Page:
Aussie Anthropologist Tap Forensic Techniques to Come Up with 2D Image of Flores Hobbit Face

By @ibtimesau on

With the December showing of the Peter Jackson-movie The Hobbits: An Unexpected Journey, interest in hobbits is on the rise again.

The movie, which premiered in New Zealand on Nov 28, will have regular theatre runs beginning Wednesday, Dec 12, in nine nations, mostly in Europe.

On the same week that the movie starts to show in different global cities, an Australian anthropologist made public her use of forensic facial reconstruction methods to come up with a 2D image of the Flores hobbit.

Known as Homo floresiensis, the hobbit was discovered in Flores, Indonesia in 2003 by Professor Mike Morwood and the archeological team of Liang Bua.

Some groups insisted its members belong to a new species, while others thought it was a diseased specimen of an existing human species.

Dr Susan Hayes, an honorary senior research fellow at the University of Wollongong and a specialist facial anthropologist, used techniques that had helped police solve crimes. She moulded muscles and fat around a model of the hobbit skull which resulted in a face with high cheekbones, long ears and broad nose.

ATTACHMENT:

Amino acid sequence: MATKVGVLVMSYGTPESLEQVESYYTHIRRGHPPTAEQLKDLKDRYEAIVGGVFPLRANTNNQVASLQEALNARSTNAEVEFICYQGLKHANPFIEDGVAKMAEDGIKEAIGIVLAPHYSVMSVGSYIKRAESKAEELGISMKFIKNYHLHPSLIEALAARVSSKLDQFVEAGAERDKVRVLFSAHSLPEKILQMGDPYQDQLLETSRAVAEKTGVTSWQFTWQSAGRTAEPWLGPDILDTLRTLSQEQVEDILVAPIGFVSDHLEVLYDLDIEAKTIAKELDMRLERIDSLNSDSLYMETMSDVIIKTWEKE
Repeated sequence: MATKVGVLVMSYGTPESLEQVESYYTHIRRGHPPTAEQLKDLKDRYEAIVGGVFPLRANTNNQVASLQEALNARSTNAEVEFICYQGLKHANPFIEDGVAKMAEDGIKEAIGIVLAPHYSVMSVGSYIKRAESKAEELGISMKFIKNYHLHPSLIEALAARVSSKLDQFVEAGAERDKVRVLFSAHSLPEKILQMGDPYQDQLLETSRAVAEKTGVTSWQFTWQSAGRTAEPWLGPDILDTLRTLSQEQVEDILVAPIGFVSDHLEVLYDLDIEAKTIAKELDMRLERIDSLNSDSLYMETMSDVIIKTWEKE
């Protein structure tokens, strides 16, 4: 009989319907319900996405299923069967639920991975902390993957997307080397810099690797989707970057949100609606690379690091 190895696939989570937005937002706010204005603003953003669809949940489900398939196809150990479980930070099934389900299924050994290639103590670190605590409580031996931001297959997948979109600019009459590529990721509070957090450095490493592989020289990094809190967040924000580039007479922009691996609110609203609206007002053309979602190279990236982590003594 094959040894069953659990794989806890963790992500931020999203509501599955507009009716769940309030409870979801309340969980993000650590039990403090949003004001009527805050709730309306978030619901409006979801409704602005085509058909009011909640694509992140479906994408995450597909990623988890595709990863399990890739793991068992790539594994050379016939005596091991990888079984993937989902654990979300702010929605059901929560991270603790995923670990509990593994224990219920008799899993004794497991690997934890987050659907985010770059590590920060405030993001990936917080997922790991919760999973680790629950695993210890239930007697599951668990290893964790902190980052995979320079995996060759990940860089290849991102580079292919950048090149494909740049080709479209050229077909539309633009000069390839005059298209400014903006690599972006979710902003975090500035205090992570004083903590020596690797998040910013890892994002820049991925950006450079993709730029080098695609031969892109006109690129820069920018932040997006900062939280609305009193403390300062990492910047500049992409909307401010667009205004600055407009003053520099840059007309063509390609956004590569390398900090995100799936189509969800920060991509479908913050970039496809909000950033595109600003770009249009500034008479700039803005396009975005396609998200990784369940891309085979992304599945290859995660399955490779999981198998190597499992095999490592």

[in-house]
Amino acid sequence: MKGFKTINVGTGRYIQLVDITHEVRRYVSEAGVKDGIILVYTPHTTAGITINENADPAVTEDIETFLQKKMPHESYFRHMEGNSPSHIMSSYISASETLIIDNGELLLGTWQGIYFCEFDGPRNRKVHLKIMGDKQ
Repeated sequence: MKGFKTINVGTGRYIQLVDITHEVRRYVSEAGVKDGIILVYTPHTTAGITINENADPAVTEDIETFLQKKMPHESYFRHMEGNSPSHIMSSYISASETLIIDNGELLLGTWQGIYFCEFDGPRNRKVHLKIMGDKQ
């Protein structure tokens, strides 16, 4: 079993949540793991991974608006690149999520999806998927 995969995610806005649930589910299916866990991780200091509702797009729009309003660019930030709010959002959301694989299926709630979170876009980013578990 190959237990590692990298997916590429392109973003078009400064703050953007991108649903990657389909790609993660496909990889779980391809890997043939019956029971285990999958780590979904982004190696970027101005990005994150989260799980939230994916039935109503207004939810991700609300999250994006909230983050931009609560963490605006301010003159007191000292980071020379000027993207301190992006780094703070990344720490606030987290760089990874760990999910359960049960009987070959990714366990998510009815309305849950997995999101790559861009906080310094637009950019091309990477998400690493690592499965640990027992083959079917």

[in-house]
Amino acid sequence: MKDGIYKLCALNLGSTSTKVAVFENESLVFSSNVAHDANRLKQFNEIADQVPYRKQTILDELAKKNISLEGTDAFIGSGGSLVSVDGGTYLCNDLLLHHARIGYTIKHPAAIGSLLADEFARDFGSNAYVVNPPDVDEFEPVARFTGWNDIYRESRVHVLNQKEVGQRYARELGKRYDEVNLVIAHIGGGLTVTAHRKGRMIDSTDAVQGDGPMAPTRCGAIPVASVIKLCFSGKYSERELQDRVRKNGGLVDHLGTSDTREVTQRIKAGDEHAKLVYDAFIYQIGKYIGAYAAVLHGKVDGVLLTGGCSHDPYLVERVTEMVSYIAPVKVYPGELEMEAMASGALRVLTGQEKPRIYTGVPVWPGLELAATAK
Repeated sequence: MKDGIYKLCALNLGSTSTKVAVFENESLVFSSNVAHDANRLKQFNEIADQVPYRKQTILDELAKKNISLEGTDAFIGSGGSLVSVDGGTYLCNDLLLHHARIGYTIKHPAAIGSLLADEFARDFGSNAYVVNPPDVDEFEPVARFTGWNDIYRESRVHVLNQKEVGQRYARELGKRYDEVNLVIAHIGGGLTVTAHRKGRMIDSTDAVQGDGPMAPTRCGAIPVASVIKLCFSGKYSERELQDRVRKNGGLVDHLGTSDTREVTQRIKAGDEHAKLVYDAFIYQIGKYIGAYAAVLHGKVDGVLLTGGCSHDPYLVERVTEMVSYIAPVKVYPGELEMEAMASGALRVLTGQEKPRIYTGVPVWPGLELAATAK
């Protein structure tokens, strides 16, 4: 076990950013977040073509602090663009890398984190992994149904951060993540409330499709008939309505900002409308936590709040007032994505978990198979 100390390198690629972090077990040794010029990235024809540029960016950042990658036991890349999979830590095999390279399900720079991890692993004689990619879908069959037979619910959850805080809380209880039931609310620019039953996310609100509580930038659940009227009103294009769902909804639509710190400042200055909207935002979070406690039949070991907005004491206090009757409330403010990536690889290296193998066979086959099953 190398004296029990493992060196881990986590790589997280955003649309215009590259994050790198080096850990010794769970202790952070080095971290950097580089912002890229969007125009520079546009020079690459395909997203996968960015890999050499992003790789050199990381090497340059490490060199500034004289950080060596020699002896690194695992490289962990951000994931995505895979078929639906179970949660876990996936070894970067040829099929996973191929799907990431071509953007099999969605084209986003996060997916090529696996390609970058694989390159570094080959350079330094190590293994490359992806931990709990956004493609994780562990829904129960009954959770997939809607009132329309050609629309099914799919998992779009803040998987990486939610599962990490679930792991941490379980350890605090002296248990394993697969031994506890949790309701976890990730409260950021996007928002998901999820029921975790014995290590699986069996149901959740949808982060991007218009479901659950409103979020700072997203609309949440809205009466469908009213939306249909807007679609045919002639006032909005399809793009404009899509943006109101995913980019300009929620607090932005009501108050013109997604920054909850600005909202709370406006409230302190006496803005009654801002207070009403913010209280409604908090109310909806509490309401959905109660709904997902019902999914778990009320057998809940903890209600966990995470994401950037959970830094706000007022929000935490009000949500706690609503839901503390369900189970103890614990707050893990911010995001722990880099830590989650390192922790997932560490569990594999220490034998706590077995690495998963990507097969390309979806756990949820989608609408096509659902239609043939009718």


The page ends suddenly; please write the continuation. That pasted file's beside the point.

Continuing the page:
"She's not what you'd call pretty, but she is definitely distinctive," Ms Hayes said in a statement.

Darren Curnoe, a human revolution specialist at the University of New South Wales, said the new approach is a deviation from the artistic interpretations of the hobbit, who often appear to be beautiful by human standards.

To come up with the 2D image, Ms Hayes used high-resolution3D imaging and CT scans from a female hobbit skull that goes 17,000 years back. She then loaded the information into a computer graphic program.

"As a Homo florensis she is closer to us than to a chimpanzee, which is our closest relative. She is certainly more us then them," Ms Hayes added. The species were called hobbits because of their small size at less than one metre tall.

At least 13 members of the species were unearthed as of 2004.

Ms Hayes made public the result of the 2D image at the ongoing Australian Archaeological Conference at Wollongong, New South Wales, which runs from Dec 9 to 13.

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